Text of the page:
Yes, much as the story of the Sentinels rounded back to a turning point in Togo’s arc, this storyline loops around to us once again following the titular Yuna as she’s having an absolutely miserable time. It is kind of funny though, as my initial distaste for returning to this arc has softened thanks to how Great Mankai Chapter is able to present it after that flashback interlude. Foregone conclusion as it is, there are knowing allusions in the dialogue to the Heroes still having one last big battle ahead of them, with the point that things will get better for Yuna after all. But also the wrap on this one actually lets its focal present-day character connect with one from the flashback parable, as opposed to the way Togo just heard about the Sentinels and learned some kind of life lesson from it. The writing’s dodging around the complex technical questions of how Takashima Yuna is able to meet in the spirit realm with Yuki Yuna, and how ‘real’ the whole experience is can come off a bit goofy, but it’s goofiness that fits the character of these two, and given the sheer stretch of low points that Yuki’s character was in at this point, I’ll take any retroactively-inserted relief I can get.
Some of the conceptual stuff we come full-circle to with this conversational coda still aren’t great, such as the series once again trotting out the suggestion that Yuki’s suffering was ‘deserved’ after all her heroic efforts in previous stories. But alongside that point, the Yunas bring up the fact (already long since clocked in this series) that the gods are imperfect, and the girls may not need to suffer longer simply at their behest. This I like because it continues to tie into that theme of character agency that the Yuki Yuna cast have been railing against since inception. Proto-Yuna lamented her disappointment in her own hopes for herself, but seeing Yuki Yuna as her own metatextual later iteration allows her a degree of forgiveness with that as an outlet. The previous seasons of the anime certainly had their catharsis factor in terms of the characters ‘earning’ their freedom from the crushing effects of the system. So now this season has used its framed flashbacks to step back and show the more internal thought processes that allowed the girls to make their decisions. That’s the main point Takashima makes: She ‘didn’t have time’ to choose for herself, ostensibly because her story was already over by the time it was being told. Yuki Yuna, meanwhile, exists in the present, and is able to choose to survive. And at the same time, she can choose to prevent Takashima from further suffering in her own story.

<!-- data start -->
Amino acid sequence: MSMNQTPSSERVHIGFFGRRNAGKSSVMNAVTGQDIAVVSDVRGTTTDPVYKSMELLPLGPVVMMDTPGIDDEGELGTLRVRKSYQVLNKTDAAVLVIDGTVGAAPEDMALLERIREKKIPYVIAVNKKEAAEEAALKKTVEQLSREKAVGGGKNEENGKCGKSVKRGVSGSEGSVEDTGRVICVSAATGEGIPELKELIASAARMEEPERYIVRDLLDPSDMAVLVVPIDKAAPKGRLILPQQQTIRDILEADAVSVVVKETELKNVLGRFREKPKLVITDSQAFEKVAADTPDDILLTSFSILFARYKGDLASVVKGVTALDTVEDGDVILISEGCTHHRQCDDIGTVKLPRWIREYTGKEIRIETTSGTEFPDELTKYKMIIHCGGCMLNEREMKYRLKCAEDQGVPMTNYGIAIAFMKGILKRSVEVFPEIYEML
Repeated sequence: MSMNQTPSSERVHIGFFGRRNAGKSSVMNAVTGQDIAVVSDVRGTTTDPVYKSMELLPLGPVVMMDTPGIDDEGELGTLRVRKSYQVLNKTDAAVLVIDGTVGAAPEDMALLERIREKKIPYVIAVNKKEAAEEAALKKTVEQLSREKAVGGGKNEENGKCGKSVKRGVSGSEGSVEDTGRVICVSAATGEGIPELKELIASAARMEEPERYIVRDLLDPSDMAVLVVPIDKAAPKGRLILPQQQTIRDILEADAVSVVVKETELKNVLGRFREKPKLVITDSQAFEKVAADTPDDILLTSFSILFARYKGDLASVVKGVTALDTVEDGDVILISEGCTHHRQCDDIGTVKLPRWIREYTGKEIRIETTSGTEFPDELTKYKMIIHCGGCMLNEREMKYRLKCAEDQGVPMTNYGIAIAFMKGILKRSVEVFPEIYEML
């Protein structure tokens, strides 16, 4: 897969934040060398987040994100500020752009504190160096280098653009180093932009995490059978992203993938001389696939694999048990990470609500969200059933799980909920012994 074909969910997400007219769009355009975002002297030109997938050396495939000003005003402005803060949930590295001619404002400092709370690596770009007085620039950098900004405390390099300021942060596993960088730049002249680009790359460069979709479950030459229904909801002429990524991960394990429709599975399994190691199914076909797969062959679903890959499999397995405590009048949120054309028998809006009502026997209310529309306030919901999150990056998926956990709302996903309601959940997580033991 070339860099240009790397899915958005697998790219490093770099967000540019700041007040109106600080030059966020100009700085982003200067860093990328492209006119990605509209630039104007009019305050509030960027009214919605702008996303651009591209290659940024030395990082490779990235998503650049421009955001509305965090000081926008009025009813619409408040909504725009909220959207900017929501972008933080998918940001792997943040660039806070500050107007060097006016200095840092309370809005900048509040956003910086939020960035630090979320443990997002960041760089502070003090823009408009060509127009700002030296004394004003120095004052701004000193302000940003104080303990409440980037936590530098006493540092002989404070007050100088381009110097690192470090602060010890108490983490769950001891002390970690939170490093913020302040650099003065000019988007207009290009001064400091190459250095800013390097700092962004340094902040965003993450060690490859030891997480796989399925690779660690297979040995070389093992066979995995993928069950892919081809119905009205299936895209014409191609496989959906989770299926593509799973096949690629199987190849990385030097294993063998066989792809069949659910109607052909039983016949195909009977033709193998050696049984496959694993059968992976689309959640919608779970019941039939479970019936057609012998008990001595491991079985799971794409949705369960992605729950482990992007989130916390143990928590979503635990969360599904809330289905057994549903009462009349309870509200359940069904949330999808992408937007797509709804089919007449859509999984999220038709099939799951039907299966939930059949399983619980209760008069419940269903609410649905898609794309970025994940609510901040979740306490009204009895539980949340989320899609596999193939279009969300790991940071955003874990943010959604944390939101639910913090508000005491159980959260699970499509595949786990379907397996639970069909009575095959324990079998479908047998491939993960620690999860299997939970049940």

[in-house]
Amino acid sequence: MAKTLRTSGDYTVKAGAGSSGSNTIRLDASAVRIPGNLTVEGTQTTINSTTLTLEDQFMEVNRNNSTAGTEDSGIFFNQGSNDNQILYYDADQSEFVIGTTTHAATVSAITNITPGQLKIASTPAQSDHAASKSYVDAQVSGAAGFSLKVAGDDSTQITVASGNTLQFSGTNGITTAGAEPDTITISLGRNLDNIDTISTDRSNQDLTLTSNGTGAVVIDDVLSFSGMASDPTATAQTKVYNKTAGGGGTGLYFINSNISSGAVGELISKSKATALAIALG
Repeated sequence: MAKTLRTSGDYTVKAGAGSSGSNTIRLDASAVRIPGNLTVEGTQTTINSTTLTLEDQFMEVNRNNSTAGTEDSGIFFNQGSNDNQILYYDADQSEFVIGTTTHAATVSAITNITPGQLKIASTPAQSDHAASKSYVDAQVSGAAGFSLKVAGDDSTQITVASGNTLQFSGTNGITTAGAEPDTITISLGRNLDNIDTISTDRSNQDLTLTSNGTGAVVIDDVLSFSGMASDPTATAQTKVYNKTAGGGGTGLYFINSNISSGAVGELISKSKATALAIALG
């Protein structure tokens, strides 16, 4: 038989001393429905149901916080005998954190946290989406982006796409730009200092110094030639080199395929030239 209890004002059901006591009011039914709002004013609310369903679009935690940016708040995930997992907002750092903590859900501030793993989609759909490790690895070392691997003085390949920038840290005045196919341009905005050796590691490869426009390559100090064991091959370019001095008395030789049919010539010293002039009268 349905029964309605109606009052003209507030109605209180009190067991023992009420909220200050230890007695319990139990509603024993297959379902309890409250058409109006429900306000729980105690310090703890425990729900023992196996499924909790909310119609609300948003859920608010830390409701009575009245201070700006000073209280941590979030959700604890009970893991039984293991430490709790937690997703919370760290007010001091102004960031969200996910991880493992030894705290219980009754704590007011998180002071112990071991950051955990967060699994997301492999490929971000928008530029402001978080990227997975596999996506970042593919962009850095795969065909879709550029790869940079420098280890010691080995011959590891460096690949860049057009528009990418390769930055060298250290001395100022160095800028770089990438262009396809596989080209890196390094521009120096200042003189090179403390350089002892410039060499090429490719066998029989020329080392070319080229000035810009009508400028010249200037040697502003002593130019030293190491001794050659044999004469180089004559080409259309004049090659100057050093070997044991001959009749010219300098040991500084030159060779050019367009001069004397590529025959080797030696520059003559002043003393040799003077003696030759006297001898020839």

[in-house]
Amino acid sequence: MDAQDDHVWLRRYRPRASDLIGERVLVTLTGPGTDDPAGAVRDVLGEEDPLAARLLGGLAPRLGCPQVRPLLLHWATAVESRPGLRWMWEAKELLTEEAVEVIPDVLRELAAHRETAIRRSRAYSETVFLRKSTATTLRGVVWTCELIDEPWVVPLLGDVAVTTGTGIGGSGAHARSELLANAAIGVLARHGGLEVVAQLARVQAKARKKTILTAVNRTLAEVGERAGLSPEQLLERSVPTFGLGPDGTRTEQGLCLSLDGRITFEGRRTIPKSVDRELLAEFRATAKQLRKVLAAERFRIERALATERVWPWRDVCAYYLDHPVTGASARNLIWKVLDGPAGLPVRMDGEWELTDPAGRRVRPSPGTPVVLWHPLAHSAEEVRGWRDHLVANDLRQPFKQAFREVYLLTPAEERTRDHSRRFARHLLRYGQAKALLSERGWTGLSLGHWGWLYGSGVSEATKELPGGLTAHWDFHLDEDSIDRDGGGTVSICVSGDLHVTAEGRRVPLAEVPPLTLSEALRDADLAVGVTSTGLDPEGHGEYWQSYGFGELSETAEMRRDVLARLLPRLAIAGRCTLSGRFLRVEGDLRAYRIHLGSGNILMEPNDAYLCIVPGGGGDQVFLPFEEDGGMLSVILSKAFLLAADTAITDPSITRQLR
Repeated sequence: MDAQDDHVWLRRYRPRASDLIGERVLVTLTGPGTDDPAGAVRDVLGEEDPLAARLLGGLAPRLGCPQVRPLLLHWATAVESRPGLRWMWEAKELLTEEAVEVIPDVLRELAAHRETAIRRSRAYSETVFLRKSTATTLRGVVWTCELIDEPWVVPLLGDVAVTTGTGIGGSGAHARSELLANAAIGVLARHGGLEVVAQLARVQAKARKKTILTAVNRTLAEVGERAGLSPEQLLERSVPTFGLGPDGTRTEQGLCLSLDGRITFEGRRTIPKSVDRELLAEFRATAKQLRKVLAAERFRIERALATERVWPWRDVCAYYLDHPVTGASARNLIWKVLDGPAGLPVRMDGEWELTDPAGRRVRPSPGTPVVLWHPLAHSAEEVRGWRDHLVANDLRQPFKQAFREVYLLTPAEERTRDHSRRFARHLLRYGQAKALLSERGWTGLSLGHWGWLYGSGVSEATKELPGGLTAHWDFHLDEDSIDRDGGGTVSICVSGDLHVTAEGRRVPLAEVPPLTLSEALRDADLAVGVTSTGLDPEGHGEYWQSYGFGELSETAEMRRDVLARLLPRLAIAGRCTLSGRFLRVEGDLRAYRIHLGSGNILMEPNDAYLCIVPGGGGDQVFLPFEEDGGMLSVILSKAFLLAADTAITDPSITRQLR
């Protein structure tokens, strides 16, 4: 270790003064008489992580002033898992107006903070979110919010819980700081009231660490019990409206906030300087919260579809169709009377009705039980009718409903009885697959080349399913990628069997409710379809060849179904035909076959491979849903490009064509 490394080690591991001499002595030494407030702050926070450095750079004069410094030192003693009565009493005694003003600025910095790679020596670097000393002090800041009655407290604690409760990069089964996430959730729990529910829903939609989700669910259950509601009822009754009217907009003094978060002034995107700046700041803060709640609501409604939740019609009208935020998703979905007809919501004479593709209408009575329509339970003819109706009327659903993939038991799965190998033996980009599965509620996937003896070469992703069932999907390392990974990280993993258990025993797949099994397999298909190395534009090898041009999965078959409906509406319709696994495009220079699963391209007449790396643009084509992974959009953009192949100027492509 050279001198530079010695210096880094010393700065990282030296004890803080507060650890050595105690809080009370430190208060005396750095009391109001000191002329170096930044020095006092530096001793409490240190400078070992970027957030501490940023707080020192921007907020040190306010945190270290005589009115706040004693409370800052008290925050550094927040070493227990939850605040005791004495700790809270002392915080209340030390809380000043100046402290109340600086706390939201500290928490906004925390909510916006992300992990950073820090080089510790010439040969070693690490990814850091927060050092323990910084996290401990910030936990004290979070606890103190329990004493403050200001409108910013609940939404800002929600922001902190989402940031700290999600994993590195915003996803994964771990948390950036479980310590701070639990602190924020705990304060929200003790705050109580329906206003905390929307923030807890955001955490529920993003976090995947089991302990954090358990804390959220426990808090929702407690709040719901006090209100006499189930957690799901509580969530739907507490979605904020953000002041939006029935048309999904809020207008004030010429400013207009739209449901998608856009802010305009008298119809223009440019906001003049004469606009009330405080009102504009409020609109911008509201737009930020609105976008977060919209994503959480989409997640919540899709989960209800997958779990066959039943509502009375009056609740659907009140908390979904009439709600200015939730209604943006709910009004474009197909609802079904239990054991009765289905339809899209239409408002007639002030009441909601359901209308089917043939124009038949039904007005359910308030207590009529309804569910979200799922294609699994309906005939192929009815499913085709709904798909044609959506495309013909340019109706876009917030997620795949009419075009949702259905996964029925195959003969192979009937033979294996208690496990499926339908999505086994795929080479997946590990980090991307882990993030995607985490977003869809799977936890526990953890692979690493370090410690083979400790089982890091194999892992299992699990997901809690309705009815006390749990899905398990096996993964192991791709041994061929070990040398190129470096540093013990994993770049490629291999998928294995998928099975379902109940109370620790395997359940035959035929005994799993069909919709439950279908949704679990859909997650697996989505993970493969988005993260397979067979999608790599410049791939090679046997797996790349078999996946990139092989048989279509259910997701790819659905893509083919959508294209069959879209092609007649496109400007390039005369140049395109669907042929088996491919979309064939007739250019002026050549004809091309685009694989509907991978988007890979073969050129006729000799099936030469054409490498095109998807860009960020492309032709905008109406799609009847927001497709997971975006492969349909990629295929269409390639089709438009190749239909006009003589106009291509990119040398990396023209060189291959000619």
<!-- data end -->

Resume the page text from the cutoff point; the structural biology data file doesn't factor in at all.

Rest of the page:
This kind of convergence feels like the connection Great Mankai Chapter was shooting for and missed in connecting its first arc with the established narrative. But I’m all too happy to have it properly click here. This ends a storyline I initially found uneven on a quantifying high note, and even back-ports some material into one of my least favorite parts of the Yuki Yuna show that brings up my opinion of it a bit. It’s remained consistent with the themes I personally enjoy about the franchise, and eight episodes in, that justifies this continuation more than I was expecting.
Yuki Yuna is a Hero: The Great Mankai Chapter is currently streaming on
Chris is a freelance writer who appreciates anime, action figures, and additional ancillary artistry. He can be found staying up way too late posting screencaps on his Twitter.